This headline says it all.
I can’t stress this enough.
This simple sentence was a mantra of legendary investor Peter Lynch.
His long-term Magellan Fund averaged a 29% return over 13 years from 1977 to 1990.
It doesn’t matter if you’re a long-term investor or a day-trader flipping options contracts.
You need to know exactly what you’re buying at all times.
I know that it sounds simple. But over the last month, we’ve watched professional investors and mom and pop investors make big mistakes because they ignored this simple rule.
I know I said we would talk about another simple and fun way to make money this morning.
That can wait until Monday.
This is too important.
Earlier this week, WTI oil futures prices went negative for the first time in history. (WTI is the primary contract for U.S. crude oil price)
If you’re not familiar with how crude markets work, there are two different prices.
First, there is the spot price. That is the price of crude oil or any commodity that is ready for sale today. They vary on time and geographic locations. Because of price uniformity, spot prices make it very difficult for anyone to engage in arbitrage to different markets because of the cost of transport. (So you can’t buy something for $25 in one place and expect to sell it to another market for $30 because the cost to transport to that second market is likely an additional $5).
The second price is the futures contract. If you’re not familiar with futures, they work very similarly to call and put options.
Futures allow a buyer or seller to lock in a desired price for a commodity on a future day.
So, if you purchase a May 2020 oil futures contract, you can lock in a price and take delivery of it according to terms of the contract by the end of the month. In the United States – WTI crude oil delivery occurs in Cushing, Oklahoma.
This subtle difference in pricing between spot and futures became a lightning rod of confusion for many people.
All because a lot of people didn’t know what they owned when they purchased the world’s largest oil ETF – the United States Oil Fund (USO).
A lot of people think that the USO replicates the SPOT price and performance of oil.
Here’s the problem. This ETF doesn’t track the current price of oil. It does its best to track the front-month futures contract.
This is the contract that is about to expire the soonest. Each month, about two weeks before this front-month contract is set to expire – the ETF unloads all of the front-month contracts it owns and buys the “next month” contract.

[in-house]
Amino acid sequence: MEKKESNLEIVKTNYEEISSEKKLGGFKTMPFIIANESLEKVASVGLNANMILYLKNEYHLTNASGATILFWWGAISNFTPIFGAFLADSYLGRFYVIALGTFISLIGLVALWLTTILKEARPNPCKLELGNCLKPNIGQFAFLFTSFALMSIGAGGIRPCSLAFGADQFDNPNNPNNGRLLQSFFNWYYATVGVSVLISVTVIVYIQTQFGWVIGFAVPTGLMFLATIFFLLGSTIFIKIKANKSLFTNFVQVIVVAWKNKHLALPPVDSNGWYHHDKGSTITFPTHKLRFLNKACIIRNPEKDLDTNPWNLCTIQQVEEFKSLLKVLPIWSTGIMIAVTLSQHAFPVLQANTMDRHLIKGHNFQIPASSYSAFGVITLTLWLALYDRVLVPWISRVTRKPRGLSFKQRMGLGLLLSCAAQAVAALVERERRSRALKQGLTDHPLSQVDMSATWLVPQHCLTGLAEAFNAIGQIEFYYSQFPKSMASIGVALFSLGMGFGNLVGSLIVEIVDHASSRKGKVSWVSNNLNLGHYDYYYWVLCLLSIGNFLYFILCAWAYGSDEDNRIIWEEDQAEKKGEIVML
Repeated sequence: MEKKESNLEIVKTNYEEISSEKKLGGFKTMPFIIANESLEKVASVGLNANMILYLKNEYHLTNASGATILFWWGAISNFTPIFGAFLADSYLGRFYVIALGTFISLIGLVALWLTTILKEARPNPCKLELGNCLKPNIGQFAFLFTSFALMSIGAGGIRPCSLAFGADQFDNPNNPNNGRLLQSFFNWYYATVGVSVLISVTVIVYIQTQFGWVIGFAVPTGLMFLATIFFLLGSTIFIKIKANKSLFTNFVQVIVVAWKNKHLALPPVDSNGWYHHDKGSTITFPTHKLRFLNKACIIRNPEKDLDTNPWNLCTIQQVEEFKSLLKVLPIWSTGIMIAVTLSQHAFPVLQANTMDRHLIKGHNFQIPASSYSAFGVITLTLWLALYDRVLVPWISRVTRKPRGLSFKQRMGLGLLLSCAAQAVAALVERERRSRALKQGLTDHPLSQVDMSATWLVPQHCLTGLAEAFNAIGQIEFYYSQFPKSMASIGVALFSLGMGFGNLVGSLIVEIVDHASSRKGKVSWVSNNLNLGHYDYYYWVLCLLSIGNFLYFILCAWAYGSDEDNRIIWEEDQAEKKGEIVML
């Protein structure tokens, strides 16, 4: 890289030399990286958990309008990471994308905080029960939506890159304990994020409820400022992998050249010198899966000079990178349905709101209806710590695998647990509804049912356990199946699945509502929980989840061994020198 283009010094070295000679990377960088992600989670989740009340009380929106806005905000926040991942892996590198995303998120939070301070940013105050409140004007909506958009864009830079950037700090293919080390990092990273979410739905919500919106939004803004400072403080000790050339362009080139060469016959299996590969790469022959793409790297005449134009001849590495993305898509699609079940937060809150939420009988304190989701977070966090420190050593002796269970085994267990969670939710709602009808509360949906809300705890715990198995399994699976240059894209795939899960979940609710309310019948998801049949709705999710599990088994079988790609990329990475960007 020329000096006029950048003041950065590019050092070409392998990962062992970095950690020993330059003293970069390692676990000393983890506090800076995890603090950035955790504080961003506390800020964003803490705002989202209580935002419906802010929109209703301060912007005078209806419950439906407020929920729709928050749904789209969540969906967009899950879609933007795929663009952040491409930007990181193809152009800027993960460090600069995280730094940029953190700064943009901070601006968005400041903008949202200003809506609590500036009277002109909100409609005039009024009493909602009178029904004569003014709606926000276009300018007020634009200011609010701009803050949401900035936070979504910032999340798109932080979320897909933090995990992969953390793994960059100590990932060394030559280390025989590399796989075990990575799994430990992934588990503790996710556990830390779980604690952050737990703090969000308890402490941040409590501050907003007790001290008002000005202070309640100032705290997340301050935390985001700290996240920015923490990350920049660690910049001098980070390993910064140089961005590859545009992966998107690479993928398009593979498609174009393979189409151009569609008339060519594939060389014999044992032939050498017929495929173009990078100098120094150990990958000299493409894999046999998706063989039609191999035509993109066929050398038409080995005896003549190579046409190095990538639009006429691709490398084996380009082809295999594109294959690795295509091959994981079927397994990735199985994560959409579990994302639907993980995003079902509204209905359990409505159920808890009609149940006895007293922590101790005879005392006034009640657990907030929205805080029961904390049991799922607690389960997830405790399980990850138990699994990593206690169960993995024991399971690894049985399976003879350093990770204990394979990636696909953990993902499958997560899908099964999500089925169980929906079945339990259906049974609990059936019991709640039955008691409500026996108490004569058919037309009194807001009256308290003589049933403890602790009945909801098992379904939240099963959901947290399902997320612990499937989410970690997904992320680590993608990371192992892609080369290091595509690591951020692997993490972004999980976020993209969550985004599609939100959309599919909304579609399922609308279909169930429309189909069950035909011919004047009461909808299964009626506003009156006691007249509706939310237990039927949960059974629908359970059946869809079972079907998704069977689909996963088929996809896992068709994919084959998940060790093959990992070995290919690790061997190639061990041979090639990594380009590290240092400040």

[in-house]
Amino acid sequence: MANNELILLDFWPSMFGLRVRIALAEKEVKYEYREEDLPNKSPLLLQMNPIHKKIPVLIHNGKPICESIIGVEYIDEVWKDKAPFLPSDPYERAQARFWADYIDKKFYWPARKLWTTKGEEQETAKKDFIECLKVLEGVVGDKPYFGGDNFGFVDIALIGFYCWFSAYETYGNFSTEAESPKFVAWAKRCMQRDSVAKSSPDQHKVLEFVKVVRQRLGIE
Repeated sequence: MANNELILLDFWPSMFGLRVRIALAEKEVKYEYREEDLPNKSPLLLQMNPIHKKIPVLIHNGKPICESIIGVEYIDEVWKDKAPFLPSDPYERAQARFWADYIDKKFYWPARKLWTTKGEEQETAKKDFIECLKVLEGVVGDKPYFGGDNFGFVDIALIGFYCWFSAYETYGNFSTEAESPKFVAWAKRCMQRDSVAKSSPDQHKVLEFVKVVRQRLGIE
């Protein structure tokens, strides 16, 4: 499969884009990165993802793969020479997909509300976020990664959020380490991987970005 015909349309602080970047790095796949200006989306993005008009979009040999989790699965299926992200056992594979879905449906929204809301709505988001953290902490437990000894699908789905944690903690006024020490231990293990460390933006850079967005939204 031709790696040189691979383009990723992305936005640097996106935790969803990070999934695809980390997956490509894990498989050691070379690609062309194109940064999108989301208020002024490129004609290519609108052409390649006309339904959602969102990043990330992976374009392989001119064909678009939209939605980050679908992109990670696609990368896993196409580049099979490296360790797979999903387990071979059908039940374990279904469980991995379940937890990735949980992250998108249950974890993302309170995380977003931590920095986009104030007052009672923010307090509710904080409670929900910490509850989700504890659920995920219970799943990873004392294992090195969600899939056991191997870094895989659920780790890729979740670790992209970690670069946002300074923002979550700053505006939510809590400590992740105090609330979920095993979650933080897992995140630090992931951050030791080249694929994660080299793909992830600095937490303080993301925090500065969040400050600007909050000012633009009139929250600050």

Over the last two weeks, it was selling the May 2020 contract and buying the June 2020 contract. And for years, this worked because the spot price of crude was usually pretty close to the value of those contracts.
Unfortunately, Bloomberg reports that a week or so ago, the USO fund owned 25% of all next-month contracts and was going to start selling these contracts at rock bottom prices to roll into the next month contract.
Oil Markets in Contango
What’s troublesome about our current oil market is that we are now locked in a market phenomenon called contango.
This means that the price of futures contracts out a few months are more expensive than the “front month” or next expiring contract. The June contract for crude oil hit $13 this week, while the July contract traded at $23.
This means that the USO fund would have to sell the June contract before expiration – and then buy that next month for almost double the price. A fund like this is guaranteed to lose money.
Meanwhile, all of its selling pressure creates an environment where many paper futures contracts fall lower in price because selling pressure outpaces buying pressure.
When the May contract bottomed out on Monday, it went negative, closing the day at MINUS $37.63.
This fund utterly collapsed.
The USO fund has historically been a hedging mechanism for active oil traders.
But on Tuesday, Bloomberg reported that 152,073 investors on the retail platform Robinhood bought into the USO fund. There can only be one explanation. They thought that they were snapping up spot crude oil at $1 per barrel with the expectation that there is nowhere for prices to go but higher.
If we take a step back, however, we see this trend had picked up in early March. The pink line is the price of the USO fund since December. The green line is the number of retail buyers moving into the fund earlier over the same time period.